I Corinthians 4:1-5

Sunday, December 16th, 2012

Text: I Corinthians 4:1-5

A PROPER VIEW OF PAUL AND APOLLOS

INTRODUCTION:

In I Corinthians 1:10-17 we saw that there were contentions in the church at Corinth. We have seen that there were two reasons for these divisions. First, we saw in I Corinthians 1:18-3:4 that there was a misconception of the message. Secondly, we are in the process of looking at I Corinthians 3:5-4:5 in which we see that there was also a misconception of the ministry.

We have seen that believers should not be glorying in men. We see in I Corinthians 4:1-5 how the people in the church in Corinth should be viewing Paul, Apollos, and Peter. In the same way we see how people in local churches today should be viewing their pastors, evangelists, missionaries, and other Christian workers.

People have all kinds of preconceived ideas regarding the ministry, but we must conform all our ideas to the Word of God.

I. CHRISTIAN WORKERS ARE MINISTERS OF CHRIST - 4:1A

I Corinthians 4:1 a - 1a Let a man so account of us, as of the ministers of Christ. . . .

Let a man so account of us is a third person imperative or command which means that a man must certainly account of us. This is always done as the result of an evaluation of the person.

A man is the generic term for man or human being and may refer to a female or to a male.

Account = consider, regard, think

Of us is of Paul and of Apollos

As of the ministers = as of the servants; the term suggests that they are servants, helpers, assistants, or subordinates of someone who serves a master or superior. In this case it is servants of Christ rather than servants of some church, of some board, of some individual, etc.

As of implies as he thinks of, (i.e. as he accounts of, as he considers, as he evaluates, or simply as being).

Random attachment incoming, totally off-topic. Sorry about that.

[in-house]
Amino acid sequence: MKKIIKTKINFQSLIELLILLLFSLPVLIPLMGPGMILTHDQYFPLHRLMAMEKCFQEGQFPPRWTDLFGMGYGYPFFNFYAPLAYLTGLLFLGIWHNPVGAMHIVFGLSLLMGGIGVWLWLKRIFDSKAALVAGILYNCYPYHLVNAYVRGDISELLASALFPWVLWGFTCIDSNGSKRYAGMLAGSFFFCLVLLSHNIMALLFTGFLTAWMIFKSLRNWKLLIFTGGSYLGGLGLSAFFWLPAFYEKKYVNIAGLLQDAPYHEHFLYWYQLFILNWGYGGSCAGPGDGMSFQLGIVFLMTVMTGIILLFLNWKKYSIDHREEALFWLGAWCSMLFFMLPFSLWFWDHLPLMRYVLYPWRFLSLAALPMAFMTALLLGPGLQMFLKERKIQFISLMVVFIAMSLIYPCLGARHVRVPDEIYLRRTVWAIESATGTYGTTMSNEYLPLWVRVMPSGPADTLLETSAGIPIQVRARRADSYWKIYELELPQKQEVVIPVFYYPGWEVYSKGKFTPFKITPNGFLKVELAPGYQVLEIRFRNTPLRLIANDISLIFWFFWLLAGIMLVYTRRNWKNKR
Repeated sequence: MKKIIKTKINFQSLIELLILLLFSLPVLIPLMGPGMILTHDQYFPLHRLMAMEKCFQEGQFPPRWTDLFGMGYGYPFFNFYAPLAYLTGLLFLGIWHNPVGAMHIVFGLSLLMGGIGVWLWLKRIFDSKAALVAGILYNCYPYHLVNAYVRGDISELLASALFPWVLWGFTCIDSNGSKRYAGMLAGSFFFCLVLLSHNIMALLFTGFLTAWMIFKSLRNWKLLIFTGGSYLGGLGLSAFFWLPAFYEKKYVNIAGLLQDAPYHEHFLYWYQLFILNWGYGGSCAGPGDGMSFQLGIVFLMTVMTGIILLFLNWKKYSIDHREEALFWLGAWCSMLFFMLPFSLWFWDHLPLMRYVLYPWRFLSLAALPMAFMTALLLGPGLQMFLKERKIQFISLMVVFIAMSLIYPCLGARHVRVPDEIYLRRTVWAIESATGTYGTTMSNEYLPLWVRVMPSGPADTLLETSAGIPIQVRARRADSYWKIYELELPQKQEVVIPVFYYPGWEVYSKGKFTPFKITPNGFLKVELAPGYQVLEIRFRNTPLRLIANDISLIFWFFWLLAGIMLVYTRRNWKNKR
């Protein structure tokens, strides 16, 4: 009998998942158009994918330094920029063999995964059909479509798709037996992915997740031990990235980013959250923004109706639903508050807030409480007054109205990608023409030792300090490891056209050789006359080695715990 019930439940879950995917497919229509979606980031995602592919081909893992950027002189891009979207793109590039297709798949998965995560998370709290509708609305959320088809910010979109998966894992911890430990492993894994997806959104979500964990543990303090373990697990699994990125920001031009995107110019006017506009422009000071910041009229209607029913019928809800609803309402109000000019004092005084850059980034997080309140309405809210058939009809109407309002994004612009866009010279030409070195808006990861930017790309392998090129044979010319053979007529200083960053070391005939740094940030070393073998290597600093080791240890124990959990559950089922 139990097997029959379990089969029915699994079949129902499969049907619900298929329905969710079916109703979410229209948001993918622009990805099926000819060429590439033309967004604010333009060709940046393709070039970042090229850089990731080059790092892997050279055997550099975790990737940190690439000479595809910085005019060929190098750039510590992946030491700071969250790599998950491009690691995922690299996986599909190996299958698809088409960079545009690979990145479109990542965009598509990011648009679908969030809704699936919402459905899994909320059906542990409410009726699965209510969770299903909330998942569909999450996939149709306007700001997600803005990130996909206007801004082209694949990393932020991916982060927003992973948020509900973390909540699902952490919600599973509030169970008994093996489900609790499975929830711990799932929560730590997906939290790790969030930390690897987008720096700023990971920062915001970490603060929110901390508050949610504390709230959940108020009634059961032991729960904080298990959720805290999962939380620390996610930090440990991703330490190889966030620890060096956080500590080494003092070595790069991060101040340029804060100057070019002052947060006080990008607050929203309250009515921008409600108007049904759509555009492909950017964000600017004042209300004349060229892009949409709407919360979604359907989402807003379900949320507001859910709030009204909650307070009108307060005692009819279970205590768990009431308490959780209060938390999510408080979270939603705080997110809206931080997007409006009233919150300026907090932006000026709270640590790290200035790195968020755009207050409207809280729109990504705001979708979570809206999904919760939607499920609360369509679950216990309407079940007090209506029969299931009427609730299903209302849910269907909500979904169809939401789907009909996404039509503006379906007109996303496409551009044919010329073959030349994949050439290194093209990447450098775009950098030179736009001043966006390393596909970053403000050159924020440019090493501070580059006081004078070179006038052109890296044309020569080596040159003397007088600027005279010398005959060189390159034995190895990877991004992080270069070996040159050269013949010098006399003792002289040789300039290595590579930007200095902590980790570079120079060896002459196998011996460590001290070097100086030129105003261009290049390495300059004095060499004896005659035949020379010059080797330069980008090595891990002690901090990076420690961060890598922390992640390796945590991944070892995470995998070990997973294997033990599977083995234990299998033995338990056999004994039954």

Christian workers are not only ministers of Christ -

II. CHRISTIAN WORKERS ARE STEWARDS OF THE MYSTERIES OF GOD - 4:1B-4

I Corinthians 4:1 b-4 - 1b Let a man so account of us, as . . . stewards of the mysteries of God. 2 Moreover it is required in stewards, that a man be found faithful. 3 But with me it is a very small thing that I should be judged of you, or of man's judgment: yea, I judge not mine own self. 4 For I know nothing by myself; yet am I not hereby justified: but he that judgeth me is the Lord.

I Corinthians 4:1 b - 1b Let a man so account of us, as . . . stewards of the mysteries of God.

And introduces a second characteristic of Paul and Apollos: they were also stewards of the mysteries of God.

Stewards were house-stewards or managers. They had been entrusted with responsibilities for which they would one day give account to their master or superior.

What they had been entrusted with or were managing was the mysteries of God.

Mysteries were secrets or secret teachings, teachings which had not been made known in Old Testament times but which had been made known in the New Testament era.

Rather than overly exalting Paul and Apollos, the believers in the church at Corinth needed to understand that Paul and Apollos were merely Christ's servants and managers of God's mysteries. Instead, the Lord Jesus Christ and God the Father were to be highly exalted.

As stewards they are required to be faithful to their stewardship.

I Corinthians 4:2 2 Moreover it is required in stewards, that a man be found faithful.

As stewards ministers are not ultimately responsible to man and they should not worry as if they were. They are required to be faithful . . . to the one who entrusted them with their stewardship. As stewards they are ultimately responsible to God.

Moreover is as far as this is concerned.

It is required is it is asked for, (i.e. requested or demanded). The content of it is the noun clause that a man be found faithful, which actually functions as the subject of is required.

The tense of is required indicates that this is a timeless truth, something which is always true under all circumstances. It is one of those truths which goes without saying. It is commonly recognized as true.

In stewards introduces the group of persons who are always required to be found faithful.

They were house-stewards (or managers) of the mysteries of God. They were charged with the responsibility of proclaiming the mysteries of God through the preaching of the gospel. As long as they discharged their individual responsibilities, they were doing what they were supposed to do; and they should not be idolized as if they were doing more than carrying out their appointed duties. Glory was instead to be given to the Lord.

That introduces the noun clause functioning as the subject of is required.

A man is indefinite and used in the sense of anyone, someone, or somebody.

Be found suggests that this must be true whenever his work is inspected.